While browsing the Q.S.O.S. archive recently, I noticed that many quilters’ earliest memories of quilts and quilt making were of time spent playing or hiding under a quilt frame while it was being quilted. I found almost 30 interviews that recalled long afternoons under the “tent” of a quilt-in-progress (and almost as many that recalled the delicious snacks that would come with these quilting bees!).
Here are a few of those early memories of playing under a quilt frame:
Virginia White Quinn: Oh, my earliest memories are of my mother’s quilting bee. And they used to quilt in the winter. I would come home from school, I cannot remember earlier than that, but I would come home from school and my sister and I would play under the quilting frame. In the morning before we went to school, my dad would set up the quilting frame on stanchions with clamps and he would help Mother set that up in our small, little house. And then all the women would come, I guess, after I’d gone to school. And then when we came home, we’d play under there. And my mother always made Jell-o, fruit Jell-o, and donuts for the dessert for the women and so that was just fabulous.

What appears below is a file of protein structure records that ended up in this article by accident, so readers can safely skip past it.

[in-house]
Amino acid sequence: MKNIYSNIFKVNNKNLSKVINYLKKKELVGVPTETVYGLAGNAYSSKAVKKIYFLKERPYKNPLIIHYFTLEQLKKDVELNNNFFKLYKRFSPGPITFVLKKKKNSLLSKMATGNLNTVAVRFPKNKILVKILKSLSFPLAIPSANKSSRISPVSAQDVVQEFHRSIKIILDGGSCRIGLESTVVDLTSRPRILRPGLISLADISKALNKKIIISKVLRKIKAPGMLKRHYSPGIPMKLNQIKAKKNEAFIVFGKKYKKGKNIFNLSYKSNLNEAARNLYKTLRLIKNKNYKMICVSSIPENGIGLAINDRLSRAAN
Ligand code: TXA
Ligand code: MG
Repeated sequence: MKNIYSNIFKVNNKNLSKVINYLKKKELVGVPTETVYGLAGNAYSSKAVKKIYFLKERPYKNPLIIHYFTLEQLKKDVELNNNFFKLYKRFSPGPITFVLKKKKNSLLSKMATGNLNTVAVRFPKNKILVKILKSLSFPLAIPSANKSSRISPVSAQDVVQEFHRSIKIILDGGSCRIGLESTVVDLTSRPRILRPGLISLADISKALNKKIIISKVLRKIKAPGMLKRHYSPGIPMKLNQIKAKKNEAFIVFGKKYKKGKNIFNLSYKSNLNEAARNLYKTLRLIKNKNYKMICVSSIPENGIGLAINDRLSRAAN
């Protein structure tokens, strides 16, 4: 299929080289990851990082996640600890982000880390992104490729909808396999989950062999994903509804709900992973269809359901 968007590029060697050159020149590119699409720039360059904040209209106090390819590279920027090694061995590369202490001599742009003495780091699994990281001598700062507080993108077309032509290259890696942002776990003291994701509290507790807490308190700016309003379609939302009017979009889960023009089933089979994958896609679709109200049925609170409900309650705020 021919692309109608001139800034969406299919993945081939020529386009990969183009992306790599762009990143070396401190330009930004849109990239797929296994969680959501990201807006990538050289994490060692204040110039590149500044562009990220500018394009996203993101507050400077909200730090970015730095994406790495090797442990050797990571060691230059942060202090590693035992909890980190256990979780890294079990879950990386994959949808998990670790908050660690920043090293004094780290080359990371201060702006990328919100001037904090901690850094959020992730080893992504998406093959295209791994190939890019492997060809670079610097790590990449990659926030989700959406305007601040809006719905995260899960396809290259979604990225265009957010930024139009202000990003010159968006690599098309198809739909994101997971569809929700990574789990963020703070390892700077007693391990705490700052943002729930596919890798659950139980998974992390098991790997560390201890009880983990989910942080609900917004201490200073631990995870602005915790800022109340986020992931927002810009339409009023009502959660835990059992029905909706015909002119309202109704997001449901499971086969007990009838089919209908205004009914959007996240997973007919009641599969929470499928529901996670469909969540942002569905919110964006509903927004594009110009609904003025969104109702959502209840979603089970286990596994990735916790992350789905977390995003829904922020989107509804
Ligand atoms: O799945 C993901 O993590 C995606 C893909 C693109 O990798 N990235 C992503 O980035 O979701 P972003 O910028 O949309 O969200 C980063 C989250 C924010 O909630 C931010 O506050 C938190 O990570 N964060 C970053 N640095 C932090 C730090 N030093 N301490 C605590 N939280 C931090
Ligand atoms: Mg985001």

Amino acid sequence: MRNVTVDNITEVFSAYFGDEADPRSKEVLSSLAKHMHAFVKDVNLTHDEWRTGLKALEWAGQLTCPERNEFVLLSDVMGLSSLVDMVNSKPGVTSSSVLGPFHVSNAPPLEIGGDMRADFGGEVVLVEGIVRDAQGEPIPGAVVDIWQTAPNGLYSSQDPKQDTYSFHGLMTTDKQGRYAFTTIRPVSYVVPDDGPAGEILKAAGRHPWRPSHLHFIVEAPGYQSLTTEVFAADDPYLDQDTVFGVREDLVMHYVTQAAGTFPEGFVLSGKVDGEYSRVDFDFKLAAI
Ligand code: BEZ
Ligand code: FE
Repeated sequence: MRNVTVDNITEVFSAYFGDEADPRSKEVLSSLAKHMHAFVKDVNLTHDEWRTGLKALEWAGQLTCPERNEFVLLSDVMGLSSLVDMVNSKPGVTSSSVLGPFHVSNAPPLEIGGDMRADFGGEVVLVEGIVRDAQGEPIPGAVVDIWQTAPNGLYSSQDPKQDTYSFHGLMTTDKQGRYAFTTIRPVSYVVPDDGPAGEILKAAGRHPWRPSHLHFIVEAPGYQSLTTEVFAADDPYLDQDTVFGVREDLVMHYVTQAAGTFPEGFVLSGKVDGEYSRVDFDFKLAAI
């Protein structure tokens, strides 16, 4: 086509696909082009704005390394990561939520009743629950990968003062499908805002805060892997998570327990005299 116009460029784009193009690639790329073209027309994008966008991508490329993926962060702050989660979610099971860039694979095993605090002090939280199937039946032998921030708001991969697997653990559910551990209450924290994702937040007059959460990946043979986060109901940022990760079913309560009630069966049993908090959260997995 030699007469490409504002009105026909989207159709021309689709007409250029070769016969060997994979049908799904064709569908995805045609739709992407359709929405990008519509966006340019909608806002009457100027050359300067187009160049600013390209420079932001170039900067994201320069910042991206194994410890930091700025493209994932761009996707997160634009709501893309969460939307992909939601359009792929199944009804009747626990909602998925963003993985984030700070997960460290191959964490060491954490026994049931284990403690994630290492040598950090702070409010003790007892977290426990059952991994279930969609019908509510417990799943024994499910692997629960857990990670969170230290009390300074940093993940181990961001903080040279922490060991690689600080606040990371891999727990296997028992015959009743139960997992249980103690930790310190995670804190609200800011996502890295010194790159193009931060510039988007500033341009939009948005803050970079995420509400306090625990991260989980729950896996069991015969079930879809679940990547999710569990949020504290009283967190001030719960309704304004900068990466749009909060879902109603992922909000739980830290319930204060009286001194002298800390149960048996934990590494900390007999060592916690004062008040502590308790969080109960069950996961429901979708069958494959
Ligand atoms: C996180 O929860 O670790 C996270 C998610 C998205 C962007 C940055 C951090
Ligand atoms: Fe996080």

Virginia Angers Kuglar: My interest in quiltmaking began when I was just a small child and my mother quilted and at that time there were friends in the community that got together and quilted. And, I can remember that the children would always play under the quilt frames, or the quilt, because the quilt then hung from the ceiling. And, as they would roll the quilt and roll the quilt, then when it got down so far to completion, they would run the kids out from under there and we would have to go play someplace else. That was my first memories of quiltmaking.
Nadj Pankey: [M]y father raised me and my aunts that helped take care of me during the daytime, well, my father was a farmer and they took care of me during the daytime and they always had quilts hanging from the ceiling and you’d be surprised how many times I’ve heard that story in my shop, you know, I grew up with a quilt hanging from the ceiling. But I did the same thing, they would put the quilt down in the daytime and they would work on it and they’d raise it back to the ceiling at night for people to sleep in the bed that was in that room and that’s kind of how I got introduced to quilts, and of course, I slept on a quilt always.
Carlie Nichols, who makes quilts for the Quilts of Valor program, says that many of the veterans she gives quilts to have shared their “playing under the quilt frame” stories: